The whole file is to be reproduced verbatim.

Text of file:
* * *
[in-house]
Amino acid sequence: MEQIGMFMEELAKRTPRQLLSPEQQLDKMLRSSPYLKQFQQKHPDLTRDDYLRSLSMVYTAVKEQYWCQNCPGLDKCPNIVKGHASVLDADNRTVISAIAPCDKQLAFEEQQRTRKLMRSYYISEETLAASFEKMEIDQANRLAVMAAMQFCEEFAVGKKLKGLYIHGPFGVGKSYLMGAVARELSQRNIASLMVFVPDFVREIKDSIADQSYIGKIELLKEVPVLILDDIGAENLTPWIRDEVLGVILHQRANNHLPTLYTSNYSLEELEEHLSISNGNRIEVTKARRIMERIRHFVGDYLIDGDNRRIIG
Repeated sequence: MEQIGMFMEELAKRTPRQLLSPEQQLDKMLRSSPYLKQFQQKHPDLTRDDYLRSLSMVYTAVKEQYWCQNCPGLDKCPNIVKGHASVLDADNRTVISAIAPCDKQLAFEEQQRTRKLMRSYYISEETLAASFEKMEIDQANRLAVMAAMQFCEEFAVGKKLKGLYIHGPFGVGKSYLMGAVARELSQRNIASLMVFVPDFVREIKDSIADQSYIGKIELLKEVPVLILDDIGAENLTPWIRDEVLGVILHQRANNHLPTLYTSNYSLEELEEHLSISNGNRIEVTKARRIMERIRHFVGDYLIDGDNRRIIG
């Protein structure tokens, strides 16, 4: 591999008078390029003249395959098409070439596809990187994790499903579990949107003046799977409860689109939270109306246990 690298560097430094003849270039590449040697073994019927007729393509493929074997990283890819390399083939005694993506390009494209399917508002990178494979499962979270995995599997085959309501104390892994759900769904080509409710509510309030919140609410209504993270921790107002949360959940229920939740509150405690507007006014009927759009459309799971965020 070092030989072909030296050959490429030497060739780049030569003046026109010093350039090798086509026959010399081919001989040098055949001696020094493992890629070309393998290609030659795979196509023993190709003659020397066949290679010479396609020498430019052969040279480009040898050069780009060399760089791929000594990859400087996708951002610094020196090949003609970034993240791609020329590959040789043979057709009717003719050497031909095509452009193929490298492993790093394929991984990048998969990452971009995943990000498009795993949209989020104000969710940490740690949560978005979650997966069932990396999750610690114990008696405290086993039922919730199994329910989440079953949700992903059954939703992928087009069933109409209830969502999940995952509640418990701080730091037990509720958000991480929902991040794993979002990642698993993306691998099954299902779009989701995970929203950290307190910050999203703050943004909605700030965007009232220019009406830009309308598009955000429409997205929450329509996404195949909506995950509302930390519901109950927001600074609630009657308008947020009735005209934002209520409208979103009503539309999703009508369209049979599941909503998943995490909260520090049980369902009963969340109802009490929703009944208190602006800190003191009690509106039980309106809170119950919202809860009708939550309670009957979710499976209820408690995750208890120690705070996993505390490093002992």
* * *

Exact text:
[in-house]
Amino acid sequence: MEQIGMFMEELAKRTPRQLLSPEQQLDKMLRSSPYLKQFQQKHPDLTRDDYLRSLSMVYTAVKEQYWCQNCPGLDKCPNIVKGHASVLDADNRTVISAIAPCDKQLAFEEQQRTRKLMRSYYISEETLAASFEKMEIDQANRLAVMAAMQFCEEFAVGKKLKGLYIHGPFGVGKSYLMGAVARELSQRNIASLMVFVPDFVREIKDSIADQSYIGKIELLKEVPVLILDDIGAENLTPWIRDEVLGVILHQRANNHLPTLYTSNYSLEELEEHLSISNGNRIEVTKARRIMERIRHFVGDYLIDGDNRRIIG
Repeated sequence: MEQIGMFMEELAKRTPRQLLSPEQQLDKMLRSSPYLKQFQQKHPDLTRDDYLRSLSMVYTAVKEQYWCQNCPGLDKCPNIVKGHASVLDADNRTVISAIAPCDKQLAFEEQQRTRKLMRSYYISEETLAASFEKMEIDQANRLAVMAAMQFCEEFAVGKKLKGLYIHGPFGVGKSYLMGAVARELSQRNIASLMVFVPDFVREIKDSIADQSYIGKIELLKEVPVLILDDIGAENLTPWIRDEVLGVILHQRANNHLPTLYTSNYSLEELEEHLSISNGNRIEVTKARRIMERIRHFVGDYLIDGDNRRIIG
């Protein structure tokens, strides 16, 4: 591999008078390029003249395959098409070439596809990187994790499903579990949107003046799977409860689109939270109306246990 690298560097430094003849270039590449040697073994019927007729393509493929074997990283890819390399083939005694993506390009494209399917508002990178494979499962979270995995599997085959309501104390892994759900769904080509409710509510309030919140609410209504993270921790107002949360959940229920939740509150405690507007006014009927759009459309799971965020 070092030989072909030296050959490429030497060739780049030569003046026109010093350039090798086509026959010399081919001989040098055949001696020094493992890629070309393998290609030659795979196509023993190709003659020397066949290679010479396609020498430019052969040279480009040898050069780009060399760089791929000594990859400087996708951002610094020196090949003609970034993240791609020329590959040789043979057709009717003719050497031909095509452009193929490298492993790093394929991984990048998969990452971009995943990000498009795993949209989020104000969710940490740690949560978005979650997966069932990396999750610690114990008696405290086993039922919730199994329910989440079953949700992903059954939703992928087009069933109409209830969502999940995952509640418990701080730091037990509720958000991480929902991040794993979002990642698993993306691998099954299902779009989701995970929203950290307190910050999203703050943004909605700030965007009232220019009406830009309308598009955000429409997205929450329509996404195949909506995950509302930390519901109950927001600074609630009657308008947020009735005209934002209520409208979103009503539309999703009508369209049979599941909503998943995490909260520090049980369902009963969340109802009490929703009944208190602006800190003191009690509106039980309106809170119950919202809860009708939550309670009957979710499976209820408690995750208890120690705070996993505390490093002992």